What’s a “Good” SAT Score?
Well, it depends on what you mean. Of course, this isn’t as straight forward of a question as just having a single answer. But, that doesn’t mean you can’t see how your score compares to your peers–and to other students at the colleges, you’re hoping to attend.
Whether the score is “good” or not depends on how you define “good”. Are you hoping to score higher than other students? Hoping to come in somewhere near average? Or do you just want to know what your adds of acceptance are at a specific college with your current 2050 SAT score?
What Is A Good Sat Score?
Whatever a “good” SAT score means to you, there are some numbers that you can use as a benchmark to see if you’ve met your goals. Because, ultimately, what matters is that you’re happy with the score you’ve received.
SAT Score Requirements
Most schools don’t publish a “required” SAT score for admission. Instead, students can look at the scores of other students who have been admitted to get an idea for how selective the college is in terms of admission.
Generally, these figures are reported as a distribution of the 25th and 75th percentile of the SAT scores of admitted students. In other words, it gives you a way to determine, roughly, what an “average” score might look like for students at that college.
On the Swarthmore College admissions page on College Raptor, you can see the 25th and 75th percentile of SAT scores for admitted students:
As a student, you can see how your SAT score stacks up against other students at this college by seeing where you fall in this distribution. If you’re near the middle of this range (median SAT), then you can expect about an average chance of being admitted. At Swarthmore, a student with an SAT of about 1540, you can expect about a 75% chance to be admitted.
Your individual chances of admission will change based on the rest of your application. Things like extracurricular activities, volunteer work, recommendation letters, GPA, rigor of schedule, and more will obviously play a role in whether or not you’re accepted.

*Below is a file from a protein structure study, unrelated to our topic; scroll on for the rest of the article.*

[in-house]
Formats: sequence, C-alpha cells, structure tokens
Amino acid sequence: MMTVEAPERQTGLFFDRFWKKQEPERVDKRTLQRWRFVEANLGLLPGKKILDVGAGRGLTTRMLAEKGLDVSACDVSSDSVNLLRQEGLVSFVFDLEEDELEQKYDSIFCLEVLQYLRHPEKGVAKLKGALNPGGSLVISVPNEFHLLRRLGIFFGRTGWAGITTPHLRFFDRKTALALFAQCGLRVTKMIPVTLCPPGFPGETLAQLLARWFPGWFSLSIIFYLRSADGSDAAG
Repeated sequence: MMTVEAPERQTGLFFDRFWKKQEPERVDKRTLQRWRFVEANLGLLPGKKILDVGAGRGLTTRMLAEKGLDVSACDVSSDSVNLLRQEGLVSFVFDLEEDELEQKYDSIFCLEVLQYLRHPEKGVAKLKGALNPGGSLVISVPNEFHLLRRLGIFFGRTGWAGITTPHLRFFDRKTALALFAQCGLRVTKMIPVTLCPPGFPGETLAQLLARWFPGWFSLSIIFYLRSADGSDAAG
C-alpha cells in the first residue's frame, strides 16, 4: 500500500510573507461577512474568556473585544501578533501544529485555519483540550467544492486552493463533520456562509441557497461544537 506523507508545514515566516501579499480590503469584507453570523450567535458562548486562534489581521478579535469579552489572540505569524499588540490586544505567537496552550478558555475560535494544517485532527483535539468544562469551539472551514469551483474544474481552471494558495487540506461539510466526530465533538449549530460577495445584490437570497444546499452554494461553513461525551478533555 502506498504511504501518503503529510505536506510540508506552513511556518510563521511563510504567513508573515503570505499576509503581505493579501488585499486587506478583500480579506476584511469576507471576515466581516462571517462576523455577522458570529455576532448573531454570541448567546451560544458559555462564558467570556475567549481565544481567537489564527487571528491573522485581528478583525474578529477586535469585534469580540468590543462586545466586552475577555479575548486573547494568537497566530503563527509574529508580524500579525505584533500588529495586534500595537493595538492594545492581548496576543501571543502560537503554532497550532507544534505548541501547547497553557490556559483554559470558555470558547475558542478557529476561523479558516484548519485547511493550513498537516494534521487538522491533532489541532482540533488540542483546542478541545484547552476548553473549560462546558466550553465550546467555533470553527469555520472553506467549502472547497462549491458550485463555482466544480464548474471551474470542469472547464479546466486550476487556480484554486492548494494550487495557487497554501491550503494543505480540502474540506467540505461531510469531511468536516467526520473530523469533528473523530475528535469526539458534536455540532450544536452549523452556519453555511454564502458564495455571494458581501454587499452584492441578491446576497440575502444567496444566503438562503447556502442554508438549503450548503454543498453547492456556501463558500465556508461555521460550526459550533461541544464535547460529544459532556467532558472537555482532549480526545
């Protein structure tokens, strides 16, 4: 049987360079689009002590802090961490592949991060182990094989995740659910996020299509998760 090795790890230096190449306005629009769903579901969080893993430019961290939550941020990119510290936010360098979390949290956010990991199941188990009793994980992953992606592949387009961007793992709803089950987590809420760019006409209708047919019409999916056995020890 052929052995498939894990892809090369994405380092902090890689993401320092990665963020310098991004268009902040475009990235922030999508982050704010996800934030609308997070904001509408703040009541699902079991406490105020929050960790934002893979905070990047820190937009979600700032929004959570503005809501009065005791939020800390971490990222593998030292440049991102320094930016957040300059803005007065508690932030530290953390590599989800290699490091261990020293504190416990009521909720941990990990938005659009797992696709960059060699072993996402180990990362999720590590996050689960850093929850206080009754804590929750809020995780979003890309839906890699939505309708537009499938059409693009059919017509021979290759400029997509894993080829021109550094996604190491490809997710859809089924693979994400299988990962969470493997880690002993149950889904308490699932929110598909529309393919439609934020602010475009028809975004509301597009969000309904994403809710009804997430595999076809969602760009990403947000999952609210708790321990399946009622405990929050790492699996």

Merit Aid and SAT Scores
Your SAT score can be worth a lot–literally.
Beyond just looking better on your college applications, a higher SAT score can mean that you qualify for more scholarships. Many colleges offer specific merit awards–even some that are not competitive–based on academic achievement. So, even a small improvement in your SAT score could mean that you earn thousands of dollars in financial aid from some colleges.
It’s worth investigating. Check out college websites or talk to their admissions or financial aid office to see which scholarships you might be eligible for based on your SAT score.
This table from the University of the Ozarks website shows merit scholarships and requirements for consideration, including specific SAT score requirements:
SAT Score Distribution
Want to just know how your SAT score compares to all other students? Then you’ll want to look at the distribution of SAT scores. Luckily, College Board publishes these every year to help students understand how they scored.
Here’s the distribution of SAT scores from 2018:
|SAT Composite Score Range||Percentile Score|
|1500-1550||99 to 99+|
|1450-1500||97 to 99|
|1400-1450||94 to 97|
|1350-1400||91 to 94|
|1300-1350||87 to 91|
|1250-1300||81 to 87|
|1200-1250||74 to 81|
|1150-1200||67 to 74|
|1100-1150||58 to 67|
|1050-1100||49 to 58|
|1000-1050||39 to 49|
|950-1000||31 to 39|
|900-950||23 to 31|
|850-900||15 to 23|
|800-850||10 to 15|
|750-800||5 to 10|
|700-750||2 to 5|
|650-700||1 to 2|
|600-650||1- to 1|
As you can see from this table, the 50th percentile falls right around 1500 out of 2400–the median score.
On tests like the SAT, the median score is generally considered to represent an “average”, although it’s not the mean score.
Check out how your SAT score affects your acceptance odds with College Raptor!